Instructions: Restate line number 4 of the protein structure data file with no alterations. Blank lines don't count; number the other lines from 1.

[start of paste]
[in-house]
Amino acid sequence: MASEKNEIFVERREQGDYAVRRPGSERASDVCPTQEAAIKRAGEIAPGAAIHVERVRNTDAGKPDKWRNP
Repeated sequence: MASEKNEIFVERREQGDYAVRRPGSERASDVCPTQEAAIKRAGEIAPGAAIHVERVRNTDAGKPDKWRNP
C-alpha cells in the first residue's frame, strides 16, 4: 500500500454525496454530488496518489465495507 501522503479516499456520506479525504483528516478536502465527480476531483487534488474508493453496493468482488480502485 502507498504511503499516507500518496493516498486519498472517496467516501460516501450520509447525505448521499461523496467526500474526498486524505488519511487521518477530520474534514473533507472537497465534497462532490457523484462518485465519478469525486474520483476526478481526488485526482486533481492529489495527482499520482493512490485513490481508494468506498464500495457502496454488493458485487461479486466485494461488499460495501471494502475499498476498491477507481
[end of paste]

C-alpha cells in the first residue's frame, strides 16, 4: 500500500454525496454530488496518489465495507 501522503479516499456520506479525504483528516478536502465527480476531483487534488474508493453496493468482488480502485 502507498504511503499516507500518496493516498486519498472517496467516501460516501450520509447525505448521499461523496467526500474526498486524505488519511487521518477530520474534514473533507472537497465534497462532490457523484462518485465519478469525486474520483476526478481526488485526482486533481492529489495527482499520482493512490485513490481508494468506498464500495457502496454488493458485487461479486466485494461488499460495501471494502475499498476498491477507481